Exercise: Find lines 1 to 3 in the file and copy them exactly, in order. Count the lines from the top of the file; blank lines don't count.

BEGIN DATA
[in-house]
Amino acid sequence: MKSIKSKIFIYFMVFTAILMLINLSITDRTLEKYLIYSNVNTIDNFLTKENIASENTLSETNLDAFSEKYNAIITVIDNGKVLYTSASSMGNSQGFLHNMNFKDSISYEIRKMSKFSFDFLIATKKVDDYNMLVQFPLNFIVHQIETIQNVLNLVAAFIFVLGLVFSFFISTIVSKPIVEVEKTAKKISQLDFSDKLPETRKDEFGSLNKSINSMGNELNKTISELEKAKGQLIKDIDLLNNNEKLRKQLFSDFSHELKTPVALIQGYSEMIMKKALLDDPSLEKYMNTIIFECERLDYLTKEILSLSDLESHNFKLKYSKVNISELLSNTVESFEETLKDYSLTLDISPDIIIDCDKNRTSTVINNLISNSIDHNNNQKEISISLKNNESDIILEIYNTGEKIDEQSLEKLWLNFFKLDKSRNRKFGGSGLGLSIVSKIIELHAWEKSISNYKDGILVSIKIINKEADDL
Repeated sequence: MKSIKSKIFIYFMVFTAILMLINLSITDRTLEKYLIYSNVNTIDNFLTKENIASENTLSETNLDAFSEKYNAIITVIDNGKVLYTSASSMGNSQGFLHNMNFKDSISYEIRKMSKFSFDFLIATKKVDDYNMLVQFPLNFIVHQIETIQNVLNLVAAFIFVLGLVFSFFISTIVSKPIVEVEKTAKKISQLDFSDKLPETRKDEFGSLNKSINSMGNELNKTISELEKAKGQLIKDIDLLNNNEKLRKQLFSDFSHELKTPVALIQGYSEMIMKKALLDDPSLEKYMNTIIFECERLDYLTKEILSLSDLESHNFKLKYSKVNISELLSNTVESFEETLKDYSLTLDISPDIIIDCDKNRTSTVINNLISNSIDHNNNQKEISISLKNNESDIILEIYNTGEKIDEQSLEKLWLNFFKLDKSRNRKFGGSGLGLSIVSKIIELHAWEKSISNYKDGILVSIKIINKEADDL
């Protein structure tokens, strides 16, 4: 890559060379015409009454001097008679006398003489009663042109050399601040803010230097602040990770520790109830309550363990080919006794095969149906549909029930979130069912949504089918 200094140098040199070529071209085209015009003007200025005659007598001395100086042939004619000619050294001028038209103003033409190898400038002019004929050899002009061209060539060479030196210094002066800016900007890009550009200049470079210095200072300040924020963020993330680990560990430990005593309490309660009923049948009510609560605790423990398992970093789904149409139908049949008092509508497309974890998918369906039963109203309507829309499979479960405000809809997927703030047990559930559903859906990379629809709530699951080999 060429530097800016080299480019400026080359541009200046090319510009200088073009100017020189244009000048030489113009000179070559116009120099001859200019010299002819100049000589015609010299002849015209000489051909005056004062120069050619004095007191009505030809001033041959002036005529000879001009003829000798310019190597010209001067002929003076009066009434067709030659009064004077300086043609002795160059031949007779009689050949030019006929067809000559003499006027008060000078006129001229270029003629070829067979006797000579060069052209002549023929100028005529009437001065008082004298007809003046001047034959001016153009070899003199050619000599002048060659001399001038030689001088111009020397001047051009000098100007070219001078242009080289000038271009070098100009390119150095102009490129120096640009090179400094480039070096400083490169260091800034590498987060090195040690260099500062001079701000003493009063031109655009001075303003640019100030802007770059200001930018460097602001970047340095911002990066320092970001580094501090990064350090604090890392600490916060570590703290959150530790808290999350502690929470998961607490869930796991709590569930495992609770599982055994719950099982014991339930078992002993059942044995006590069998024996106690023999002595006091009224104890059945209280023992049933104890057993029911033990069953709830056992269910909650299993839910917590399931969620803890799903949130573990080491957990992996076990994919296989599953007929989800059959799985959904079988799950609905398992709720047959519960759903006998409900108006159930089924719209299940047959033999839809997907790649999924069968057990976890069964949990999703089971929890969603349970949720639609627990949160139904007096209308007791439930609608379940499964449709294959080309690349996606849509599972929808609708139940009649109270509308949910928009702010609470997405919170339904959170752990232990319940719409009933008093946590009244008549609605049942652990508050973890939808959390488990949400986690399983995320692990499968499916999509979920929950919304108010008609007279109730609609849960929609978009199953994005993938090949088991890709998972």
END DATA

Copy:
[in-house]
Amino acid sequence: MKSIKSKIFIYFMVFTAILMLINLSITDRTLEKYLIYSNVNTIDNFLTKENIASENTLSETNLDAFSEKYNAIITVIDNGKVLYTSASSMGNSQGFLHNMNFKDSISYEIRKMSKFSFDFLIATKKVDDYNMLVQFPLNFIVHQIETIQNVLNLVAAFIFVLGLVFSFFISTIVSKPIVEVEKTAKKISQLDFSDKLPETRKDEFGSLNKSINSMGNELNKTISELEKAKGQLIKDIDLLNNNEKLRKQLFSDFSHELKTPVALIQGYSEMIMKKALLDDPSLEKYMNTIIFECERLDYLTKEILSLSDLESHNFKLKYSKVNISELLSNTVESFEETLKDYSLTLDISPDIIIDCDKNRTSTVINNLISNSIDHNNNQKEISISLKNNESDIILEIYNTGEKIDEQSLEKLWLNFFKLDKSRNRKFGGSGLGLSIVSKIIELHAWEKSISNYKDGILVSIKIINKEADDL
Repeated sequence: MKSIKSKIFIYFMVFTAILMLINLSITDRTLEKYLIYSNVNTIDNFLTKENIASENTLSETNLDAFSEKYNAIITVIDNGKVLYTSASSMGNSQGFLHNMNFKDSISYEIRKMSKFSFDFLIATKKVDDYNMLVQFPLNFIVHQIETIQNVLNLVAAFIFVLGLVFSFFISTIVSKPIVEVEKTAKKISQLDFSDKLPETRKDEFGSLNKSINSMGNELNKTISELEKAKGQLIKDIDLLNNNEKLRKQLFSDFSHELKTPVALIQGYSEMIMKKALLDDPSLEKYMNTIIFECERLDYLTKEILSLSDLESHNFKLKYSKVNISELLSNTVESFEETLKDYSLTLDISPDIIIDCDKNRTSTVINNLISNSIDHNNNQKEISISLKNNESDIILEIYNTGEKIDEQSLEKLWLNFFKLDKSRNRKFGGSGLGLSIVSKIIELHAWEKSISNYKDGILVSIKIINKEADDL